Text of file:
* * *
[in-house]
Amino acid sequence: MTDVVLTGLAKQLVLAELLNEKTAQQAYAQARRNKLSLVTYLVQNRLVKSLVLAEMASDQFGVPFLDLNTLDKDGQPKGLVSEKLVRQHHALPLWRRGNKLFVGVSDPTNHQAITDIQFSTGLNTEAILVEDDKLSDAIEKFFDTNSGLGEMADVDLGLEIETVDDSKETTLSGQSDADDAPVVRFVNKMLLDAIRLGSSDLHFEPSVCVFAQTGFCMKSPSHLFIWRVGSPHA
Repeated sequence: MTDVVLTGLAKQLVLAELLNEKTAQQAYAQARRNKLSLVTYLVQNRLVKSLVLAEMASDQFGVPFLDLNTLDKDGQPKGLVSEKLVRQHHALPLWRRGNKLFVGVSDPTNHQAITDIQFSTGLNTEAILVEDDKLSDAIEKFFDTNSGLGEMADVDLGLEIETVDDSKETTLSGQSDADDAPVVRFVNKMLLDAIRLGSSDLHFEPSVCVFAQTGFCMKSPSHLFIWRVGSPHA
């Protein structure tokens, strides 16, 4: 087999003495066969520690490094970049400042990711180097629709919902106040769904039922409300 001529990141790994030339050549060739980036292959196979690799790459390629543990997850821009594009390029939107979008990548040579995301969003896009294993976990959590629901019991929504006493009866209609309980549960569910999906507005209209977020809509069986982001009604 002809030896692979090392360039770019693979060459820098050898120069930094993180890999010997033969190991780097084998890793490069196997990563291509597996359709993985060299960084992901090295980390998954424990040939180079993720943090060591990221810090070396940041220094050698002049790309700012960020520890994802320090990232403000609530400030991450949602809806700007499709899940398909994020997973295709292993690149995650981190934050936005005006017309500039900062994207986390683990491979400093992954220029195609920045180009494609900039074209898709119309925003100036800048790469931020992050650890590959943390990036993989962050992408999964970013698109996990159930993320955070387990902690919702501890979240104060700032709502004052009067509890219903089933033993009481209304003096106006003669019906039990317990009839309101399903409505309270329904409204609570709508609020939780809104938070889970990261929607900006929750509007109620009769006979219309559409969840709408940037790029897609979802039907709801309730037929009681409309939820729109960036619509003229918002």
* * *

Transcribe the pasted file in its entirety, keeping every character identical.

[in-house]
Amino acid sequence: MTDVVLTGLAKQLVLAELLNEKTAQQAYAQARRNKLSLVTYLVQNRLVKSLVLAEMASDQFGVPFLDLNTLDKDGQPKGLVSEKLVRQHHALPLWRRGNKLFVGVSDPTNHQAITDIQFSTGLNTEAILVEDDKLSDAIEKFFDTNSGLGEMADVDLGLEIETVDDSKETTLSGQSDADDAPVVRFVNKMLLDAIRLGSSDLHFEPSVCVFAQTGFCMKSPSHLFIWRVGSPHA
Repeated sequence: MTDVVLTGLAKQLVLAELLNEKTAQQAYAQARRNKLSLVTYLVQNRLVKSLVLAEMASDQFGVPFLDLNTLDKDGQPKGLVSEKLVRQHHALPLWRRGNKLFVGVSDPTNHQAITDIQFSTGLNTEAILVEDDKLSDAIEKFFDTNSGLGEMADVDLGLEIETVDDSKETTLSGQSDADDAPVVRFVNKMLLDAIRLGSSDLHFEPSVCVFAQTGFCMKSPSHLFIWRVGSPHA
């Protein structure tokens, strides 16, 4: 087999003495066969520690490094970049400042990711180097629709919902106040769904039922409300 001529990141790994030339050549060739980036292959196979690799790459390629543990997850821009594009390029939107979008990548040579995301969003896009294993976990959590629901019991929504006493009866209609309980549960569910999906507005209209977020809509069986982001009604 002809030896692979090392360039770019693979060459820098050898120069930094993180890999010997033969190991780097084998890793490069196997990563291509597996359709993985060299960084992901090295980390998954424990040939180079993720943090060591990221810090070396940041220094050698002049790309700012960020520890994802320090990232403000609530400030991450949602809806700007499709899940398909994020997973295709292993690149995650981190934050936005005006017309500039900062994207986390683990491979400093992954220029195609920045180009494609900039074209898709119309925003100036800048790469931020992050650890590959943390990036993989962050992408999964970013698109996990159930993320955070387990902690919702501890979240104060700032709502004052009067509890219903089933033993009481209304003096106006003669019906039990317990009839309101399903409505309270329904409204609570709508609020939780809104938070889970990261929607900006929750509007109620009769006979219309559409969840709408940037790029897609979802039907709801309730037929009681409309939820729109960036619509003229918002």